VIEWS: 10 PAGES: 41 POSTED ON: 11/30/2012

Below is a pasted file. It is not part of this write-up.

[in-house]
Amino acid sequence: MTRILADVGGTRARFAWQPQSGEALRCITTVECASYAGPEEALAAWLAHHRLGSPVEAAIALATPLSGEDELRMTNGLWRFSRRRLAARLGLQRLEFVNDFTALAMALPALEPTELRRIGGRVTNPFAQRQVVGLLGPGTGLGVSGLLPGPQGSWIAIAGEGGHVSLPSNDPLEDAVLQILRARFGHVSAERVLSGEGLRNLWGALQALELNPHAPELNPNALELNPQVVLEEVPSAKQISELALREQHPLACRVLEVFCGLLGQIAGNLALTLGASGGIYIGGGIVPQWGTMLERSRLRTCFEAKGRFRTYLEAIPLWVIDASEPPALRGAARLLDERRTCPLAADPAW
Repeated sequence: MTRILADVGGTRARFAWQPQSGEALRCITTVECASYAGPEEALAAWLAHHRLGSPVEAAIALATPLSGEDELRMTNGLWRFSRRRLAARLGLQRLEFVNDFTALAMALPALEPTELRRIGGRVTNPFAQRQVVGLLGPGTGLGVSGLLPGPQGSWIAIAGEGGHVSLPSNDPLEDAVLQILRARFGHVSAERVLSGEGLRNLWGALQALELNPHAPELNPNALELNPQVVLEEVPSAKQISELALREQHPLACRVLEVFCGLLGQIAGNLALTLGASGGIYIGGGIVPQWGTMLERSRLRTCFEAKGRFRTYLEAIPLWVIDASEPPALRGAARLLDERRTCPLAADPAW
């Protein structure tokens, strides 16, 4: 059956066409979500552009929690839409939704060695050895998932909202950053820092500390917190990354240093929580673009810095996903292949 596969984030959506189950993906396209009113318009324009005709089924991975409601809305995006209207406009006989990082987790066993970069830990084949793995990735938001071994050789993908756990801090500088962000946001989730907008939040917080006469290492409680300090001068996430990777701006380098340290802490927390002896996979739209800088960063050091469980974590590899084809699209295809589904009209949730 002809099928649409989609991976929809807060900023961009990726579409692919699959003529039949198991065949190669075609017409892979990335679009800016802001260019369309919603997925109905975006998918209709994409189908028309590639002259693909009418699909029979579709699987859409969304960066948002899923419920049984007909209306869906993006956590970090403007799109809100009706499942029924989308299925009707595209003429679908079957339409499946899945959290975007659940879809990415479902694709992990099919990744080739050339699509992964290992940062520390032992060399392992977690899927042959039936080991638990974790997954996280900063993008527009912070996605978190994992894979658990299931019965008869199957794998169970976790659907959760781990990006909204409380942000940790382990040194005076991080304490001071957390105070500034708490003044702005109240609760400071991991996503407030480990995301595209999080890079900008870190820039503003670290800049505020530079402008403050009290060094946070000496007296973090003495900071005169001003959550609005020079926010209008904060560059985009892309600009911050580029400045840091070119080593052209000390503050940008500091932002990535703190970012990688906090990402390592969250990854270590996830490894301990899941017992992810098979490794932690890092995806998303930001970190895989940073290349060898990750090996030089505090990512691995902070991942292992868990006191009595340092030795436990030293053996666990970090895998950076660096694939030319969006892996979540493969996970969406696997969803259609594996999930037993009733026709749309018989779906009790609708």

Chemistry 2 Lecture 1 Quantum Mechanics in Chemistry Your lecturers 8am 12pm Assoc. Prof Timothy Schmidt Assoc. Prof. Adam J Bridgeman Room 315 Room 222 timothy.schmidt@sydney.edu.au adam.bridgeman@sydney.edu.au 93512781 93512731 Learning outcomes •Be able to recognize a valid wavefunction in terms of its being single valued, continuous, and differentiable (where potential is). •Be able to recognize the Schrödinger equation. Recognize that atomic orbitals are solutions to this equation which are exact for Hydrogen. •Apply the knowledge that solutions to the Schrödinger equation are the “observable energy levels” of a molecule. •Use the principle that the mixing between orbitals depends on the energy difference, and the resonance integral. •Rationalize differences in orbital energy levels of diatomic molecules in terms of s-p mixing. How quantum particles behave • Uncertainty principle: DxDp > ℏ • Wave-particle duality • Need a representation for a quantum particle: the wavefunction (ψ) How quantum particles behave The Wavefunction • The quantum particle is described by a function – the wavefunction – which may be interpreted as a indicative of probability density • P(x) = Ψ(x)2 • All the information about the particle is contained in the wavefunction The Wavefunction Must be single valued Must be continuous Should be differentiable (where potential is) The Schrödinger equation • Observable energy levels of a quantum particle obey this equation wavefunction Hamiltonian operator Energy Hydrogen atom • You already know the solutions to the Schrödinger equation! • For hydrogen, they are orbitals… 3s 2s 1s 2p 3p No nodes 1 node 2 nodes Hydrogen energy levels E 2 nodes 3p (also 3d orbitals…) 3s 2s 2p 1 node Rydberg constant energy level Z 2 En 2 1s n Nuclear charge No nodes Principal quantum number ionization potential 4s 4p 3s 3p 2s 2p UV (can’t see) 1s Solutions to Schrödinger equation • Hamiltonian operates on wavefunction and gets function back, multiplied by energy. ˆ H • More nodes, more energy (1s, 2s &c..) • Solutions are observable energy levels. • Lowest energy solution is ground state. • Others are excited states. Solutions to Schrödinger equation ˆ H Exactly soluble for various model problems • You know the hydrogen atom (orbitals) In these lectures we will deal with • Particle-in-a-box • Harmonic Oscillator • Particle-on-a-ring But first, let’s look at approximate solutions. Approximate solutions to Schrödinger equation • For molecules, we solve the problem approximately. • We use known solutions to the Schrödinger equation to guide our construction of approximate solutions. • The simplest problem to solve is H2+ Revision – H2+ • Near each nucleus, electron should behave as a 1s electron. • At dissociation, 1s orbital will be exact solution at each nucleus r Revision – H2+ • At equilibrium, we have to make the lowest energy possible using the 1s functions available r ? r Revision – H2+ = 1sA – 1sB anti-bonding 1sA 1sB E 1sA 1sB = 1sA + 1sB bonding 1sA 1sB Revision – H2 = 1sA – 1sB anti-bonding 1sA 1sB E 1sA 1sB = 1sA + 1sB bonding 1sA 1sB Revision – He2 = 1sA – 1sB anti-bonding 1sA 1sB E 1sA 1sB = 1sA + 1sB bonding 1sA 1sB NOT BOUND!! 2nd row homonuclear diatomics • Now what do we do? So many orbitals! 2p 2p 2s 2s 1s 1s Interacting orbitals Orbitals can interact and combine to make new approximate solutions to the Schrödinger equation. There are two considerations: 1. Orbitals interact inversely proportionally to their energy difference. Orbitals of the same energy interact completely, yielding completely mixed linear combinations. 2. The extent of orbital mixing is given by the integral total energy operator (Hamiltonian) ˆ 2 H 1d integral over all space orbital wavefunctions Interacting orbitals 1. Orbitals interact inversely proportionally to their energy difference. Orbitals of the same energy interact completely, yielding completely mixed linear combinations. 1 ( 2 sA 2 sB ) 2 2p 2p 2s 2s 2 sA 1 2 ( 2 sA 2 sB ) 2 sB 1s 1s Interacting orbitals 1. The extent of orbital mixing is given by the integral ˆ 2 H 1d something 2p 2p 2s 2 s 2 p 2s The 2s orbital on one atom can interact with the 2p from the other atom, but since they have different energies this is a smaller interaction than the 2s-2s interaction. We will deal with this later. 1s 1s Interacting orbitals 1. The extent of orbital mixing is given by the integral ˆ 2 H 1d 0 cancels 2p 2p 2s 2 s 2 p 2s There is no net interaction between these orbitals. The positive-positive term is cancelled by the positive-negative term 1s 1s (First year) MO diagram Orbitals interact most with the corresponding orbital on the other atom to make perfectly mixed linear combinations. (we ignore core). 2p 2p 2s 2s Molecular Orbital Theory - Revision •Molecular orbitals may be classified according to their symmetry •Looking end-on at a diatomic molecule, a molecular orbital may resemble an s-orbital, or a p-orbital. •Those without a node in the plane containing both nuclei resemble an s-orbital and are denoted -orbitals. •Those with a node in the plane containing both nuclei resemble a p- orbital and are denoted -orbitals. Molecular Orbital Theory - Revision •Molecular orbitals may be classified according to their contribution to bonding •Those without a node between the nuclei resemble are bonding. •Those with a node between the nuclei resemble are anti-bonding, denoted with an asterisk, e.g. *. * * Molecular Orbital Theory - Revision • Can predict bond strengths qualitatively 2 p * 2 p * 2 p 2 p 2s * diamagnetic N2 Bond Order = 3 2s More refined MO diagram orbitals can now interact 2 p * 2 p * 2 p 2 p 2s * 2s More refined MO diagram * orbitals can interact * 2 p * 2 p * 2 p 2 p 2s * * 2s More refined MO diagram orbitals do not interact * 2 p * 2 p * * 2 p 2 p 2s * * 2s More refined MO diagram sp mixing * 2 p * 2 p * * 2 p 2 p This new interaction energy 2s * * Depends on the energy spacing between the 2s and the 2p 2s Smallest energy gap, sp mixing Largest energy gap, and thus smallest mixing and thus largest between 2s and 2p is for mixing between 2s Fluorine. and 2p is for Boron. 2p Z 2 2s c.f. En 2 n sp mixing * * * * * * * * * * * * weakly bound paramagnetic diamagnetic Be2 B2 C2 N2 sp mixing in N2 sp mixing in N2 -bonding orbital Linear combinations of lone pairs :N≡N: Summary • A valid wavefunction is single valued, continuous, and differentiable (where potential is). • Solving the Schrödinger equation gives the observable energy levels and the wavefunctions describing a sysyem: • Atomic orbitals are solutions to the Schrödinger equation for atoms and are exact for hydrogen. • Molecular orbitals are solutions to the Schrödinger equation for molecules and are exact for H2+. • Molecular orbitals are made by combining atomic orbitals and are labelled by their symmetry with σ and π used for diatomics • Mixing between atomic orbitals depends on the energy difference, and the resonance integral. • The orbital energy levels of diatomic molecules are affected by the extent of s-p mixing. Next lecture • Particle in a box approximation – solving the Schrödinger equation. Week 10 tutorials • Particle in a box approximation – you solve the Schrödinger equation. Practice Questions 1. Which of the wavefunctions (a) – (d) is acceptable as a solution to the Schrödinger equation? 2. Why is s-p mixing more important in Li2 than in F2? 3. The ionization energy of NO is 9.25 eV and corresponds to removal of an antibonding electron (a) Why does ionization of an antibonding electron require energy? (b) Predict the effect of ionization on the bond length and vibrational frequency of NO (c) The ionization energies of N2, NO, CO and O2 are 15.6, 9.25, 14.0 and 12.1 eV respectively. Explain.